Apple Inc (NASDAQ: AAPL) admits that on the last iTunes update, some users have reported that their music has been deleted from the library.
To fix this terrible bug, Apple will release an update in the next weeks that might end this problem, adding various music protection policies into the music player.
“In an extremely small number of cases users have reported that music files saved on their computer were removed without their permission,” Apple stated on the iMore blog, one of the main sites for Apple users and fans.
Apple also said that they are taking these reports seriously as they know how important music is to their customers and the Apple music team will be focused on identifying the cause.
“We have not been able to reproduce this issue; however, we’re releasing an update to iTunes early next week which includes additional safeguards. If a user experiences this issue they should contact AppleCare,” Apple said.
This bug was first reported by Vellum designer Jake Pinkstone, from Atlanta, Georgia, who wrote down his experience with this songs-getting-deleted-from-iTunes bug that deleted about 120GB of music from his library. Pinkstone’s “experience” was written down on a blog, and later it was getting into other visited sites, such as Buzzfeed and Slate among others.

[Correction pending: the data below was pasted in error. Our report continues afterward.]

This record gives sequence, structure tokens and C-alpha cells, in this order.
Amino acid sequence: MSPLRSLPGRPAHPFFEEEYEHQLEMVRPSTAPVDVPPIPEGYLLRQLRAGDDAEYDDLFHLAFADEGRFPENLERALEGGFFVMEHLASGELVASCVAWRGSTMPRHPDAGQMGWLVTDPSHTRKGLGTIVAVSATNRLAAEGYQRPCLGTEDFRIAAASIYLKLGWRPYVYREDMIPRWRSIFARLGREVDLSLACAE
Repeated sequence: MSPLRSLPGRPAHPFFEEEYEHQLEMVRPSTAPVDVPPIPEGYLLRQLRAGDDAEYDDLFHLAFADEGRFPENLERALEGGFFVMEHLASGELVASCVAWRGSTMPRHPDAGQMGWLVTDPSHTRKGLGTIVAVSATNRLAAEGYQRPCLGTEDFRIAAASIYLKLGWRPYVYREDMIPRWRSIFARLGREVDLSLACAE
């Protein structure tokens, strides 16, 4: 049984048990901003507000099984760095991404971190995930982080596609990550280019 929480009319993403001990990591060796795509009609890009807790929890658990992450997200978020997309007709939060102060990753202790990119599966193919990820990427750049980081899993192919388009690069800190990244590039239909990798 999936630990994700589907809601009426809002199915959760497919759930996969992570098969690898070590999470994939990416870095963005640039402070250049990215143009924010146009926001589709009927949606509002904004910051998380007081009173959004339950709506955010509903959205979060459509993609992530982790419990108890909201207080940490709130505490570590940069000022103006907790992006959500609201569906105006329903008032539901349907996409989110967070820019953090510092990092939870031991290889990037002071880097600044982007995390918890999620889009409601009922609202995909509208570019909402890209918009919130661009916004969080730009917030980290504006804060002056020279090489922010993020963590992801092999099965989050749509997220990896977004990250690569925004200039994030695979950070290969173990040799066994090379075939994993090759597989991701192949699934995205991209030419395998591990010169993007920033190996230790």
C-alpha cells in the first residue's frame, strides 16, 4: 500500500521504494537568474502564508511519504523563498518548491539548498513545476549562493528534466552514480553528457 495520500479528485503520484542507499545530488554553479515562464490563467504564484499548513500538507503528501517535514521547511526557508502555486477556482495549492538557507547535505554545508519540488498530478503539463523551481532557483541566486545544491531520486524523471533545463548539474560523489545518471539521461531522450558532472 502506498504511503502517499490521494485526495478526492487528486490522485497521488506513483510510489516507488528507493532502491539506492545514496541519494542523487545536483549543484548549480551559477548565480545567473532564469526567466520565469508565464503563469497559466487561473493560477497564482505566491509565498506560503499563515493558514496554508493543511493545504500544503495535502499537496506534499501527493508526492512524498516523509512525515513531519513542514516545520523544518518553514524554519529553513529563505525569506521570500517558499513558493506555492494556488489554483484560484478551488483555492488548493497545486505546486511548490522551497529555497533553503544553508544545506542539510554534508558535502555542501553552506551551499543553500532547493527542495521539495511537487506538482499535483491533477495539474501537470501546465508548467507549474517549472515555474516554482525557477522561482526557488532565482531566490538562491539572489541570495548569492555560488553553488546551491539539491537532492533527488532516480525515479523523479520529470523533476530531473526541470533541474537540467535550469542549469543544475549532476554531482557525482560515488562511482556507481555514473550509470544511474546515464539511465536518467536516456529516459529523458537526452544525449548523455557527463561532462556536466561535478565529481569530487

— Mashable (@mashable) May 14, 2016
Several users experienced the bug and started sharing their experience on the social media, some supporting Pinkstone and some against his blog post. The truth is that this bug didn’t affect all iTunes users, it just affected a few, and that’s why controversy started.
This happened to me. Apple Music deleted several live bootlegs from my phone after "matching" them to album tracks. https://t.co/fMvuZVaT13
— Brian Thompson (@BrianThompy) May 5, 2016
iTunes-deleting-music controversy over the web
Serenity Caldwell, one of the outlets that received the statement from Apple wrote a blog post at iMore, where she replied to Pinkstone’s version of the events, stating that Apple Music and iTunes are just not designed to allow this to happen. Another blogger identified as Kirk McElhearn backed up Caldwell’s sentiment for Macworld, mentioning the fact that Pinkstone wrote the post on his company’s blog.
Caldwell later wrote another article stating that after speaking to different sources and citing support threads in Apple’s help forums, there could actually be a bug within iTunes itself causing the issue.
It’s unclear if the problem, which seems to affect a very small number of people, preventing from Apple’s “Fair Play” digital-rights management and the iTunes, it might cause some confusion to the users that might inadvertently delete their previously matched songs.